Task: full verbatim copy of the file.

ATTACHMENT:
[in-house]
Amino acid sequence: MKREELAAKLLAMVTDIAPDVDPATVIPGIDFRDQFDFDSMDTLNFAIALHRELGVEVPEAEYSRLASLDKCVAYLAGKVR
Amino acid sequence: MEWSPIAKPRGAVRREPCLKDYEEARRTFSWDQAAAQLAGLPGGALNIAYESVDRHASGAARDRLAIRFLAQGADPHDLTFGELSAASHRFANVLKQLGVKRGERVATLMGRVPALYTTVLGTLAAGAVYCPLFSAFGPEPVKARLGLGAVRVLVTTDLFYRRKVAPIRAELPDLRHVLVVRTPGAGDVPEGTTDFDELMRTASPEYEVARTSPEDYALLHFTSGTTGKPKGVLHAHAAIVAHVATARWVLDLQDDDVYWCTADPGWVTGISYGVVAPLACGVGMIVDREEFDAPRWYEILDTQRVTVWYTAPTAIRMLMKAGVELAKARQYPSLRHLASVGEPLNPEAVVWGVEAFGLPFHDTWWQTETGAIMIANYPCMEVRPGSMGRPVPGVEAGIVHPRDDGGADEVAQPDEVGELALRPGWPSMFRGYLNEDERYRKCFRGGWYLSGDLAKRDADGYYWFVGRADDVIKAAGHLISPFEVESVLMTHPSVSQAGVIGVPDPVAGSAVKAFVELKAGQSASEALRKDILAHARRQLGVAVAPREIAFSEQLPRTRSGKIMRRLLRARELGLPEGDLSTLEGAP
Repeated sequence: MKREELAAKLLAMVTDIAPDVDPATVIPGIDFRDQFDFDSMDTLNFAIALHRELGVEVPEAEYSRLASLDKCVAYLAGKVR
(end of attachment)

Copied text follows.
[in-house]
Amino acid sequence: MKREELAAKLLAMVTDIAPDVDPATVIPGIDFRDQFDFDSMDTLNFAIALHRELGVEVPEAEYSRLASLDKCVAYLAGKVR
Amino acid sequence: MEWSPIAKPRGAVRREPCLKDYEEARRTFSWDQAAAQLAGLPGGALNIAYESVDRHASGAARDRLAIRFLAQGADPHDLTFGELSAASHRFANVLKQLGVKRGERVATLMGRVPALYTTVLGTLAAGAVYCPLFSAFGPEPVKARLGLGAVRVLVTTDLFYRRKVAPIRAELPDLRHVLVVRTPGAGDVPEGTTDFDELMRTASPEYEVARTSPEDYALLHFTSGTTGKPKGVLHAHAAIVAHVATARWVLDLQDDDVYWCTADPGWVTGISYGVVAPLACGVGMIVDREEFDAPRWYEILDTQRVTVWYTAPTAIRMLMKAGVELAKARQYPSLRHLASVGEPLNPEAVVWGVEAFGLPFHDTWWQTETGAIMIANYPCMEVRPGSMGRPVPGVEAGIVHPRDDGGADEVAQPDEVGELALRPGWPSMFRGYLNEDERYRKCFRGGWYLSGDLAKRDADGYYWFVGRADDVIKAAGHLISPFEVESVLMTHPSVSQAGVIGVPDPVAGSAVKAFVELKAGQSASEALRKDILAHARRQLGVAVAPREIAFSEQLPRTRSGKIMRRLLRARELGLPEGDLSTLEGAP
Repeated sequence: MKREELAAKLLAMVTDIAPDVDPATVIPGIDFRDQFDFDSMDTLNFAIALHRELGVEVPEAEYSRLASLDKCVAYLAGKVR